Healthcare jobs recover in July

Overall employment in three outpatient health sectors is now higher than it was before the pandemic: dental offices, medical and diagnostic laboratories, and outpatient care centers. While job growth in July was weak or negative across all three categories, their overall employment was higher than in January 2020, just before the US pandemic. Dental offices added 27,000 jobs, labs 4,300, and outpatient centers 8,500.

The outpatient health care sector employs the most people and typically accounts for at least three quarters of the industry’s jobs. Outpatient care providers added about 32,000 jobs last month, more than three times the June growth. The total employment in the outpatient sector is 7.8 million, which is about 13,000 less than in January 2020.

Most of the increase in outpatients was in the category called “offices of other medical practitioners,” which has increased by an estimated 17,100 jobs and is now approaching its pre-pandemic level. Doctors’ offices are also very close to pre-pandemic employment after 10,100 jobs were added last month.

Hospitals have seen a sharp jump in recruitment, adding an estimated 18,300 jobs, significantly less than in June, when they cut more than 7,000 people. Hospitals across the country, especially in states with low vaccination rates, have struggled to cope with the latest surge in COVID-19 after a relatively calm spring.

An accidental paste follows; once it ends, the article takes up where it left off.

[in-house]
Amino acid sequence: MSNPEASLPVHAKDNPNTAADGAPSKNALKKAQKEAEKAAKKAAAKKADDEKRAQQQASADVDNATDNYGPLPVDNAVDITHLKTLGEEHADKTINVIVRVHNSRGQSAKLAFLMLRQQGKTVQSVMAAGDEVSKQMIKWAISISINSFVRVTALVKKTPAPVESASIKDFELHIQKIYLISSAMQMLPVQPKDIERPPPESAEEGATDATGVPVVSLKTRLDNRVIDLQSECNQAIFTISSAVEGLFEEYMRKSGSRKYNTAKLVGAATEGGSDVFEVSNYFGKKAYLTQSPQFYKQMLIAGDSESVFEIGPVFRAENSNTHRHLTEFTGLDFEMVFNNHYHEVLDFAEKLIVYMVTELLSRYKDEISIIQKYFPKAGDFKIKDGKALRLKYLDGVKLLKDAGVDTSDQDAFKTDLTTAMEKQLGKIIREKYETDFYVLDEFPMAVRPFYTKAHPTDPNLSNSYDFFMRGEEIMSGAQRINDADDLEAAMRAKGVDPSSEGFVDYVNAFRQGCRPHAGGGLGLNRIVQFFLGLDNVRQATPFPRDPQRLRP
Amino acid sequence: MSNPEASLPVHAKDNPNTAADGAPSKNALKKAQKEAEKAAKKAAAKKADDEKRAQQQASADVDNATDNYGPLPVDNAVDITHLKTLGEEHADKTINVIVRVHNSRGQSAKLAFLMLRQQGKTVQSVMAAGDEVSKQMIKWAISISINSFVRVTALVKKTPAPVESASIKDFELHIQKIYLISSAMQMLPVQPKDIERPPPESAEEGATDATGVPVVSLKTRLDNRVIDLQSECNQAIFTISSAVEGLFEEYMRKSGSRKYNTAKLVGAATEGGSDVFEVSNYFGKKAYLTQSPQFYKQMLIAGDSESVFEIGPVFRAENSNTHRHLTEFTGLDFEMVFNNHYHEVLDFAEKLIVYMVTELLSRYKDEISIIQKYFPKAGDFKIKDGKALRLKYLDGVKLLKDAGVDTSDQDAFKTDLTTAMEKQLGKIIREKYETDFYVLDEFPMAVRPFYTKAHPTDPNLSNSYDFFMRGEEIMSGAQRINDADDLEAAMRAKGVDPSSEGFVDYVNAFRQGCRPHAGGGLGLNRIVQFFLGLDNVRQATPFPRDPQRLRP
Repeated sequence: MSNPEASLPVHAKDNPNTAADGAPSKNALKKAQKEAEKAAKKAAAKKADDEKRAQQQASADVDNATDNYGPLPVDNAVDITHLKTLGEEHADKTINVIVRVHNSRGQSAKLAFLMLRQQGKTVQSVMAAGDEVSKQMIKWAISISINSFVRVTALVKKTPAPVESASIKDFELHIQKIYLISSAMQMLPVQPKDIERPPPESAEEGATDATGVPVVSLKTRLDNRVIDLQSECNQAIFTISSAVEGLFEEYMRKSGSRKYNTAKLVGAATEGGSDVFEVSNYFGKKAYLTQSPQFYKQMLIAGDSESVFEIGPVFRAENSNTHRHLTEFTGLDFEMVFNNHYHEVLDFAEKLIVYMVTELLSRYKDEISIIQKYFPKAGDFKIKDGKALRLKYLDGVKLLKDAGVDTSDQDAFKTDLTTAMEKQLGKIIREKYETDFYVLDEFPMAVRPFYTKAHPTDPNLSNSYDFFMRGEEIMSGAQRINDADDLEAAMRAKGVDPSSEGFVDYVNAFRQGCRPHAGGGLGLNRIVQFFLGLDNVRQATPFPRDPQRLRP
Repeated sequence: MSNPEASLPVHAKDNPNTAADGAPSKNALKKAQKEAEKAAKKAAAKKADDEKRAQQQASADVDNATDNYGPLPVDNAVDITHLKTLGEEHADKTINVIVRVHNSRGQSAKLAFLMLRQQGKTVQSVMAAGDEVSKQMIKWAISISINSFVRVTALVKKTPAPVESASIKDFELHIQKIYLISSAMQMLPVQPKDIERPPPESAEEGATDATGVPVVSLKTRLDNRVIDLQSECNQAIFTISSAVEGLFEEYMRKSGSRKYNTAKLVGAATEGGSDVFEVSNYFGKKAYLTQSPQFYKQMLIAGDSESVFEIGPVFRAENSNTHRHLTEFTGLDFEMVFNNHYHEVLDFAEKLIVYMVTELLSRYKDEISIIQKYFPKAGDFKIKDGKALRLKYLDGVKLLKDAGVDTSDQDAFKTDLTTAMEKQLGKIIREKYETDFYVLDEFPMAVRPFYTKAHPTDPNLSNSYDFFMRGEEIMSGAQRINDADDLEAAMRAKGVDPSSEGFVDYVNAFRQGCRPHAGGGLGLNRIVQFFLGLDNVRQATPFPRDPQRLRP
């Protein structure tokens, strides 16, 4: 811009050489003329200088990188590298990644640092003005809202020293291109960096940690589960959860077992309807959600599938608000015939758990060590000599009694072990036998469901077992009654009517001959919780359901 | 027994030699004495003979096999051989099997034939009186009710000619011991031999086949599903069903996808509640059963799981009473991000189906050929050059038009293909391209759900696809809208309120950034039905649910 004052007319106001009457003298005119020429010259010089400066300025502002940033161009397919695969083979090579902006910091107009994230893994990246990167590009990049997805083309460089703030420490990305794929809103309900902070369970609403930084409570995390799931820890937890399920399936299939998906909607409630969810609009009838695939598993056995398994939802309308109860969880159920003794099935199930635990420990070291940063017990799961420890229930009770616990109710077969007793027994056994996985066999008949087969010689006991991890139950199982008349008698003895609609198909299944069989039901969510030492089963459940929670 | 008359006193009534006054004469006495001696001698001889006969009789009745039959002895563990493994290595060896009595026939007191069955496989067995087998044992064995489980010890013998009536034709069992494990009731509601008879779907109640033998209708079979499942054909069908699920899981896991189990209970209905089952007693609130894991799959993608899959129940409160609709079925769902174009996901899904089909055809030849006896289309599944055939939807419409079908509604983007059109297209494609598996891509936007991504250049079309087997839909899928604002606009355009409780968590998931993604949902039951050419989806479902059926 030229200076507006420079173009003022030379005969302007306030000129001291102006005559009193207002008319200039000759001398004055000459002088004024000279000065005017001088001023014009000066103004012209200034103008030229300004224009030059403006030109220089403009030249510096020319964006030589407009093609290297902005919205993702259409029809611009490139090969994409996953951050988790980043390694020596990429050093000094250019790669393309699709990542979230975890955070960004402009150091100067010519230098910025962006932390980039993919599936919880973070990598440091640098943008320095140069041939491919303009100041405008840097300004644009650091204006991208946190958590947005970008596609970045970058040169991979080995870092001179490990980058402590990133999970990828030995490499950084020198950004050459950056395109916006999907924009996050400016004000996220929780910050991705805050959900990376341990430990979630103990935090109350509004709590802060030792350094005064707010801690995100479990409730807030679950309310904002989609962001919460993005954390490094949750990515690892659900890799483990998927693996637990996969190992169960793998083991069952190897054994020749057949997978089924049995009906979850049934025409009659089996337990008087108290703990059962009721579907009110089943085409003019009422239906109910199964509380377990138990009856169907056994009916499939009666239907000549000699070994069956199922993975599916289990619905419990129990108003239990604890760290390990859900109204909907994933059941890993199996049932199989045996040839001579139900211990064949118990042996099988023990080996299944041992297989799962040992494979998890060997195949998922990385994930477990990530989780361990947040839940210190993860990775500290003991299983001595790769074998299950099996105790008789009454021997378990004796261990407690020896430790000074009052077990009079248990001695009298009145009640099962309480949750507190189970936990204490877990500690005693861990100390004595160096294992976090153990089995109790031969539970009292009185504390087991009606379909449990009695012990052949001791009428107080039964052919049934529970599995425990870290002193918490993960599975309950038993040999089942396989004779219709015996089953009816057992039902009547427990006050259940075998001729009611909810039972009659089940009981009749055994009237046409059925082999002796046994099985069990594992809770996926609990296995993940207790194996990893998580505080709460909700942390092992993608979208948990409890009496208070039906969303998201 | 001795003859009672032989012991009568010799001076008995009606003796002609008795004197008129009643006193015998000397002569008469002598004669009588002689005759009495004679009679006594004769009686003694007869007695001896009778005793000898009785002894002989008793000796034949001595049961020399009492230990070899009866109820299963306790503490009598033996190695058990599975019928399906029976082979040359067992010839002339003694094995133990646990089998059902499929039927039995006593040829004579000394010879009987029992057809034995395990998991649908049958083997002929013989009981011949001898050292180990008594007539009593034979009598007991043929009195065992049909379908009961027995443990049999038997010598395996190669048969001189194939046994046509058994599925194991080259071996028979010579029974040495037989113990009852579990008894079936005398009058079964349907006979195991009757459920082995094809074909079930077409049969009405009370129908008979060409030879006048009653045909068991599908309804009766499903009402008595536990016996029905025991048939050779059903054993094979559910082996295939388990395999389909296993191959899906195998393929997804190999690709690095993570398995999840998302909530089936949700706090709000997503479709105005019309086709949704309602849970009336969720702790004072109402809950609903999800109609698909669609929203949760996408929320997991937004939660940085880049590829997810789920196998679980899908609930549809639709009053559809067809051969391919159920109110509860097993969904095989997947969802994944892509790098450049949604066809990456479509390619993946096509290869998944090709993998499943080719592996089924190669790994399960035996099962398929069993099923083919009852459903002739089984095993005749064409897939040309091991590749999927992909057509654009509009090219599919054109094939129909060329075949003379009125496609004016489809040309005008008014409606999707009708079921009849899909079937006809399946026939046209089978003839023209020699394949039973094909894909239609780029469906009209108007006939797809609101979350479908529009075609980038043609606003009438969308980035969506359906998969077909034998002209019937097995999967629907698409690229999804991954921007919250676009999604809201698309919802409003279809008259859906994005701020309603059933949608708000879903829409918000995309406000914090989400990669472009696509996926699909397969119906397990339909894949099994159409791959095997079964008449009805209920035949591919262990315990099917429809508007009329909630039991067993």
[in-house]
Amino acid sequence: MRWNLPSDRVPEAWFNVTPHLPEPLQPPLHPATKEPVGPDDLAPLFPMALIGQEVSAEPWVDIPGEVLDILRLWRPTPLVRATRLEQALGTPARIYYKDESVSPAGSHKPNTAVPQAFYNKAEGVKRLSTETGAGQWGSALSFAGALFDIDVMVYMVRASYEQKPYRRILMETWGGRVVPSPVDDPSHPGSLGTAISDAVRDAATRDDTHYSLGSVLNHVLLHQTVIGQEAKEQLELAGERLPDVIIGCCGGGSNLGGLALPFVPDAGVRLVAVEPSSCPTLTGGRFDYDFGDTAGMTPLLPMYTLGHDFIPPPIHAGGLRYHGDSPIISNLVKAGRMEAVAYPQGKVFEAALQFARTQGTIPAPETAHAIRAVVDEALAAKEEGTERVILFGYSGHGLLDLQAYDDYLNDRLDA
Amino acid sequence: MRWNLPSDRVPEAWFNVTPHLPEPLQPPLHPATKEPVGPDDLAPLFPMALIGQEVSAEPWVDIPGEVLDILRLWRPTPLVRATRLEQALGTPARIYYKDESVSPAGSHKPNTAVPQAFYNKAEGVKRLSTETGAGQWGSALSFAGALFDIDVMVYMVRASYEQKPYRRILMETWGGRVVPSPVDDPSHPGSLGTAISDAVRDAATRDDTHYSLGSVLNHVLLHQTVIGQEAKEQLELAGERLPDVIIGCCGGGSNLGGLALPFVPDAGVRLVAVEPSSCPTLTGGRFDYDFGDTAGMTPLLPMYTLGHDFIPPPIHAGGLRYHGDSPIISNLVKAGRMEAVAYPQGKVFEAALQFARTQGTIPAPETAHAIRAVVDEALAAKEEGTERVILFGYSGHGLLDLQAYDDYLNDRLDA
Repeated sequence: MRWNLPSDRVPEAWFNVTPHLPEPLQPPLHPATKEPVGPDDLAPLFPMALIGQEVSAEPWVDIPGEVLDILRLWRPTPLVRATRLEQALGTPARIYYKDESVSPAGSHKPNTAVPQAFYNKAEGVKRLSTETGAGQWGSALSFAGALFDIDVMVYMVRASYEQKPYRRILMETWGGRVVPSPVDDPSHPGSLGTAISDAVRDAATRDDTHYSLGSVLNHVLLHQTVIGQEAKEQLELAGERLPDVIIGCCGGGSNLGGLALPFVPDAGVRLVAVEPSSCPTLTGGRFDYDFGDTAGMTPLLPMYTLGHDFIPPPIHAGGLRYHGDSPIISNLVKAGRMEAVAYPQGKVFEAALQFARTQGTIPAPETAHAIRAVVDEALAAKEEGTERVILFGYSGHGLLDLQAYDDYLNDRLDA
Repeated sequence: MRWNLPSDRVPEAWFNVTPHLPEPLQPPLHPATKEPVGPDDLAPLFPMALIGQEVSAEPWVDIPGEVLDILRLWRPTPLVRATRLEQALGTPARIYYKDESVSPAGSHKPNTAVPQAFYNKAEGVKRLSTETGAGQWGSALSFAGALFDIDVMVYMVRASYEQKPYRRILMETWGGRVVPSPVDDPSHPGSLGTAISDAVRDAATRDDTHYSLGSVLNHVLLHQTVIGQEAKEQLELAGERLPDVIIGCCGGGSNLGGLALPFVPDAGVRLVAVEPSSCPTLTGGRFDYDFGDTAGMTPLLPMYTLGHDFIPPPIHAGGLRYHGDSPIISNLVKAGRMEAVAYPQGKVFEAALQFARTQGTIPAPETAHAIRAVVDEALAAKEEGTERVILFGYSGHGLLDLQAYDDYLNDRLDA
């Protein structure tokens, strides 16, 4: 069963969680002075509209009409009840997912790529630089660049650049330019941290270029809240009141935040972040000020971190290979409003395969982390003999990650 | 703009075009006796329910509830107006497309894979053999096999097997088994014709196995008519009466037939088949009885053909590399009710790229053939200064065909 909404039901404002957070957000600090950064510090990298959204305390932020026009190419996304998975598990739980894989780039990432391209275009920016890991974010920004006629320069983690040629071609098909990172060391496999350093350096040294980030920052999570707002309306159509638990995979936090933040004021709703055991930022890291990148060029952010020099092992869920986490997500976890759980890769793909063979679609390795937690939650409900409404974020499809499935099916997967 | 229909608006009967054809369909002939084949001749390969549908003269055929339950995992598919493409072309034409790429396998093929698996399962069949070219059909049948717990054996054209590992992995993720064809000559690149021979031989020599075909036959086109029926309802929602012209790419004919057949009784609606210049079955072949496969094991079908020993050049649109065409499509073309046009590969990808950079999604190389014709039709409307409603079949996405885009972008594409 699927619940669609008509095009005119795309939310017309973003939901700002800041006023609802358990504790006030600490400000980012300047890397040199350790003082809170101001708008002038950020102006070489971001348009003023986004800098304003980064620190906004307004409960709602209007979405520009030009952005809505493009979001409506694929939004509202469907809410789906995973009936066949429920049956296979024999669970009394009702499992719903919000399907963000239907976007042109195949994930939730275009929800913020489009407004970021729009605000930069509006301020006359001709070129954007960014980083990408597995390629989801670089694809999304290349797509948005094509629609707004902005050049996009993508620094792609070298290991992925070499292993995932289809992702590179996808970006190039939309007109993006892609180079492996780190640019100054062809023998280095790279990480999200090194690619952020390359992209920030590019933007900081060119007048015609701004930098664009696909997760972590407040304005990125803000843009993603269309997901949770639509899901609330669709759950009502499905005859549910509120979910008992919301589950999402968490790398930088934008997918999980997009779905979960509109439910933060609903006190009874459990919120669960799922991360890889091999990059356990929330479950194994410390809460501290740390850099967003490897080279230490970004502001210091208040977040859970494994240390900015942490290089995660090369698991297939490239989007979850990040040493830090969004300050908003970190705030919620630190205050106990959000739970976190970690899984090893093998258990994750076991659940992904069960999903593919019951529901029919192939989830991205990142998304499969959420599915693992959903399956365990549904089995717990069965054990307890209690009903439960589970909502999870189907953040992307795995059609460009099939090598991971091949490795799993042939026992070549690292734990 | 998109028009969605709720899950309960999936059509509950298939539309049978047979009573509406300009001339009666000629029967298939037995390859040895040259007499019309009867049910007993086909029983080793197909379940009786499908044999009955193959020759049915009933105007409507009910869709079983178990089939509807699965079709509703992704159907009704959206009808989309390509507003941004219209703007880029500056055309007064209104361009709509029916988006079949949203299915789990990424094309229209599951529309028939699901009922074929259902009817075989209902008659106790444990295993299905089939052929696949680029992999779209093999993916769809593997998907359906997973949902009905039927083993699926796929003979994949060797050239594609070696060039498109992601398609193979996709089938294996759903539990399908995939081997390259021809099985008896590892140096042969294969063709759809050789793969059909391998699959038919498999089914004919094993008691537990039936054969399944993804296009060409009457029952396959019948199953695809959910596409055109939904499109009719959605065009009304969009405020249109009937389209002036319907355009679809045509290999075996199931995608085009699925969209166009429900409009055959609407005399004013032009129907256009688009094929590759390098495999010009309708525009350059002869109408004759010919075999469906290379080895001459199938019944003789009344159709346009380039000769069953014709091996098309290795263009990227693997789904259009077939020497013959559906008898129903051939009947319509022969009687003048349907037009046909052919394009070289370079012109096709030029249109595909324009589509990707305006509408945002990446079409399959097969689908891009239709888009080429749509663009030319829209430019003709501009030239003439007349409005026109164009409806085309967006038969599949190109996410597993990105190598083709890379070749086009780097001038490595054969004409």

In July, employment in nursing homes fell by 1,500 jobs, less than in other months during the pandemic. Nursing home employment has declined every month since the outbreak began, and up to 94% of nursing homes were understaffed in the past month, according to a June survey.

In family-based psychiatric institutions and public care for the elderly, employment declined markedly in July.

Across all sectors, total employment rose by 943,000 and the unemployment rate fell to 5.4%. Leisure and hospitality were by far the biggest gains, adding a whopping 380,000 jobs. Local government education added 221,000 jobs.

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